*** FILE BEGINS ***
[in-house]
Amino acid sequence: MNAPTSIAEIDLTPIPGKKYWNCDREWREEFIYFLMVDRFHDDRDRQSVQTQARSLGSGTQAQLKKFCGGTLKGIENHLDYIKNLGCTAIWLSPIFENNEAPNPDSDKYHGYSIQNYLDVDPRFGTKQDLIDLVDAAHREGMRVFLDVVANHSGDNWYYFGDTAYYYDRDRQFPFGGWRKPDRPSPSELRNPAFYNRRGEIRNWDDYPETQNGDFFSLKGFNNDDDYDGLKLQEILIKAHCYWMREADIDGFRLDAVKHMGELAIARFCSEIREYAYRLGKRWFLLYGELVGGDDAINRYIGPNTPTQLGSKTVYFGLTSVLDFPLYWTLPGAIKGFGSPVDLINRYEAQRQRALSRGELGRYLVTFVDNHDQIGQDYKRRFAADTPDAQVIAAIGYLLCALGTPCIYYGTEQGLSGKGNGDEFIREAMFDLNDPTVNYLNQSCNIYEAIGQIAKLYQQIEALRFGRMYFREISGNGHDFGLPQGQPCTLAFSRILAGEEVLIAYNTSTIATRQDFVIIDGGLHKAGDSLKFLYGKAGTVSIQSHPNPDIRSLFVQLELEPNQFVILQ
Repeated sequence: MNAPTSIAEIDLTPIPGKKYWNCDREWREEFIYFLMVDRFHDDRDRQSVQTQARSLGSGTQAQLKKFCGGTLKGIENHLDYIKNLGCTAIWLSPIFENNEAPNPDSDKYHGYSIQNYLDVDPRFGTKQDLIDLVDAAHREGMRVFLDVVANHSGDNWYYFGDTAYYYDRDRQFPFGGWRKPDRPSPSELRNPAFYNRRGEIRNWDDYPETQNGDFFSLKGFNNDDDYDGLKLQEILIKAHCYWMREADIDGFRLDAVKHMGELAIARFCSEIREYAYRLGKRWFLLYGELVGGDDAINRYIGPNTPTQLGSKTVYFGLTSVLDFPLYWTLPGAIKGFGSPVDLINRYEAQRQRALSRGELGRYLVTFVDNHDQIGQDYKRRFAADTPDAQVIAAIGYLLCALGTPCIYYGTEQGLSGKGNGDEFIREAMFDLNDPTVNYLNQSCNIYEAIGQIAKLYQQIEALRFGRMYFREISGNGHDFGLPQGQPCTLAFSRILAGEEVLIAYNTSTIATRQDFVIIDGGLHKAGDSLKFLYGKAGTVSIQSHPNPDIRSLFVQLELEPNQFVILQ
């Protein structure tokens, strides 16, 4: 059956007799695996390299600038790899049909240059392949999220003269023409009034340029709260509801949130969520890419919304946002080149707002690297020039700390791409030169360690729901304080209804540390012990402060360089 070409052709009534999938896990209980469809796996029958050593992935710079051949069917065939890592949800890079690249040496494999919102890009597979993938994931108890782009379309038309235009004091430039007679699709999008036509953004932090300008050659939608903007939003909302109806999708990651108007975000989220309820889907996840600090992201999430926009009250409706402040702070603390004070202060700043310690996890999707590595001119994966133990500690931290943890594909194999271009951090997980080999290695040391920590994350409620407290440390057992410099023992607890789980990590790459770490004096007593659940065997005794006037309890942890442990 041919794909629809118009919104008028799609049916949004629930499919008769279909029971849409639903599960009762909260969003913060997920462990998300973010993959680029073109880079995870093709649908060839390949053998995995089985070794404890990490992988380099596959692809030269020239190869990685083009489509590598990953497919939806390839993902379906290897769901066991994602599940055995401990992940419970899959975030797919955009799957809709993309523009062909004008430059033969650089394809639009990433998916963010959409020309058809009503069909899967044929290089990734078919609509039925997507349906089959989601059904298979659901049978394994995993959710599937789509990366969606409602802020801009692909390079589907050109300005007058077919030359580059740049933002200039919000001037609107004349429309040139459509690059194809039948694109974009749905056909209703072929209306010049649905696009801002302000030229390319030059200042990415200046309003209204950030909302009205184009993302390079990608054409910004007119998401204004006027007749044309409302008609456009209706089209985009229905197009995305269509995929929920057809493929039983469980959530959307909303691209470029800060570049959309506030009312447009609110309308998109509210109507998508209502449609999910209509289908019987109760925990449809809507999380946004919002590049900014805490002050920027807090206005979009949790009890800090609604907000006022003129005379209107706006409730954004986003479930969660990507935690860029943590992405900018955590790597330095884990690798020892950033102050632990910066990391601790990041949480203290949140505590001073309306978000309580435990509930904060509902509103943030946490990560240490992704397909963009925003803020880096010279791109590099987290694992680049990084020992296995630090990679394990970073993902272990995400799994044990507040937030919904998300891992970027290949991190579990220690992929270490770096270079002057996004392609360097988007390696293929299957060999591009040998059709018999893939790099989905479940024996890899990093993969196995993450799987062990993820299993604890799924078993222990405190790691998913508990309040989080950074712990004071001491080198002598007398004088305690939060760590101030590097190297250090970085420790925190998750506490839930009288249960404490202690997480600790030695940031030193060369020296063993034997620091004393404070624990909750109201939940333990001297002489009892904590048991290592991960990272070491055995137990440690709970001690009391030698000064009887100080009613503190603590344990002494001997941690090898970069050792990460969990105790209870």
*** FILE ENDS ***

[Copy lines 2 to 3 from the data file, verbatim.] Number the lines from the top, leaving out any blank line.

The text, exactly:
Amino acid sequence: MNAPTSIAEIDLTPIPGKKYWNCDREWREEFIYFLMVDRFHDDRDRQSVQTQARSLGSGTQAQLKKFCGGTLKGIENHLDYIKNLGCTAIWLSPIFENNEAPNPDSDKYHGYSIQNYLDVDPRFGTKQDLIDLVDAAHREGMRVFLDVVANHSGDNWYYFGDTAYYYDRDRQFPFGGWRKPDRPSPSELRNPAFYNRRGEIRNWDDYPETQNGDFFSLKGFNNDDDYDGLKLQEILIKAHCYWMREADIDGFRLDAVKHMGELAIARFCSEIREYAYRLGKRWFLLYGELVGGDDAINRYIGPNTPTQLGSKTVYFGLTSVLDFPLYWTLPGAIKGFGSPVDLINRYEAQRQRALSRGELGRYLVTFVDNHDQIGQDYKRRFAADTPDAQVIAAIGYLLCALGTPCIYYGTEQGLSGKGNGDEFIREAMFDLNDPTVNYLNQSCNIYEAIGQIAKLYQQIEALRFGRMYFREISGNGHDFGLPQGQPCTLAFSRILAGEEVLIAYNTSTIATRQDFVIIDGGLHKAGDSLKFLYGKAGTVSIQSHPNPDIRSLFVQLELEPNQFVILQ
Repeated sequence: MNAPTSIAEIDLTPIPGKKYWNCDREWREEFIYFLMVDRFHDDRDRQSVQTQARSLGSGTQAQLKKFCGGTLKGIENHLDYIKNLGCTAIWLSPIFENNEAPNPDSDKYHGYSIQNYLDVDPRFGTKQDLIDLVDAAHREGMRVFLDVVANHSGDNWYYFGDTAYYYDRDRQFPFGGWRKPDRPSPSELRNPAFYNRRGEIRNWDDYPETQNGDFFSLKGFNNDDDYDGLKLQEILIKAHCYWMREADIDGFRLDAVKHMGELAIARFCSEIREYAYRLGKRWFLLYGELVGGDDAINRYIGPNTPTQLGSKTVYFGLTSVLDFPLYWTLPGAIKGFGSPVDLINRYEAQRQRALSRGELGRYLVTFVDNHDQIGQDYKRRFAADTPDAQVIAAIGYLLCALGTPCIYYGTEQGLSGKGNGDEFIREAMFDLNDPTVNYLNQSCNIYEAIGQIAKLYQQIEALRFGRMYFREISGNGHDFGLPQGQPCTLAFSRILAGEEVLIAYNTSTIATRQDFVIIDGGLHKAGDSLKFLYGKAGTVSIQSHPNPDIRSLFVQLELEPNQFVILQ